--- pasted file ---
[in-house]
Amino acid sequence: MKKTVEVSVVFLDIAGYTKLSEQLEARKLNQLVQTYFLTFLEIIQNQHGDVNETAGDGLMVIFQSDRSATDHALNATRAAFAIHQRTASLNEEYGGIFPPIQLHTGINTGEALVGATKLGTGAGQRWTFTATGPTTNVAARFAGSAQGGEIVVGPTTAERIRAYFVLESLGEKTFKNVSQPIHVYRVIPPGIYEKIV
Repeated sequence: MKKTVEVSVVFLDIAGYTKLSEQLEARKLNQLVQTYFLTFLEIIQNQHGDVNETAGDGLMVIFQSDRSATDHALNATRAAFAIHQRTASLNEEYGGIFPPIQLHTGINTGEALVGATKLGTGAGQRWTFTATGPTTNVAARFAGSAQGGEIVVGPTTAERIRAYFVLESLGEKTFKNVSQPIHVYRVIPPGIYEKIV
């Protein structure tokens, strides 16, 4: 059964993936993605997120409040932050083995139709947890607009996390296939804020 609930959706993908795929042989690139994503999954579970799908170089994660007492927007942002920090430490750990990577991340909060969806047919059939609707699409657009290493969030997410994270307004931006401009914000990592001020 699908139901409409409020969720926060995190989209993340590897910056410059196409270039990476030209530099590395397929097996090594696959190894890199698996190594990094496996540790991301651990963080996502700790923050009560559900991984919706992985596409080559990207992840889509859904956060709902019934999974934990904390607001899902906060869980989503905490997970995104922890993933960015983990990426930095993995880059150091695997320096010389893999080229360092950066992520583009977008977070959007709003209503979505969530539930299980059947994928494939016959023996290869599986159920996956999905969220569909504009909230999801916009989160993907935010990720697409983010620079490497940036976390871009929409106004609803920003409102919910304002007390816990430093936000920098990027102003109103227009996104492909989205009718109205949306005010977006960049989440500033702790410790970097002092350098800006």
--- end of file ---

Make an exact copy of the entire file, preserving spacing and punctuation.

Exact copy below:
[in-house]
Amino acid sequence: MKKTVEVSVVFLDIAGYTKLSEQLEARKLNQLVQTYFLTFLEIIQNQHGDVNETAGDGLMVIFQSDRSATDHALNATRAAFAIHQRTASLNEEYGGIFPPIQLHTGINTGEALVGATKLGTGAGQRWTFTATGPTTNVAARFAGSAQGGEIVVGPTTAERIRAYFVLESLGEKTFKNVSQPIHVYRVIPPGIYEKIV
Repeated sequence: MKKTVEVSVVFLDIAGYTKLSEQLEARKLNQLVQTYFLTFLEIIQNQHGDVNETAGDGLMVIFQSDRSATDHALNATRAAFAIHQRTASLNEEYGGIFPPIQLHTGINTGEALVGATKLGTGAGQRWTFTATGPTTNVAARFAGSAQGGEIVVGPTTAERIRAYFVLESLGEKTFKNVSQPIHVYRVIPPGIYEKIV
């Protein structure tokens, strides 16, 4: 059964993936993605997120409040932050083995139709947890607009996390296939804020 609930959706993908795929042989690139994503999954579970799908170089994660007492927007942002920090430490750990990577991340909060969806047919059939609707699409657009290493969030997410994270307004931006401009914000990592001020 699908139901409409409020969720926060995190989209993340590897910056410059196409270039990476030209530099590395397929097996090594696959190894890199698996190594990094496996540790991301651990963080996502700790923050009560559900991984919706992985596409080559990207992840889509859904956060709902019934999974934990904390607001899902906060869980989503905490997970995104922890993933960015983990990426930095993995880059150091695997320096010389893999080229360092950066992520583009977008977070959007709003209503979505969530539930299980059947994928494939016959023996290869599986159920996956999905969220569909504009909230999801916009989160993907935010990720697409983010620079490497940036976390871009929409106004609803920003409102919910304002007390816990430093936000920098990027102003109103227009996104492909989205009718109205949306005010977006960049989440500033702790410790970097002092350098800006």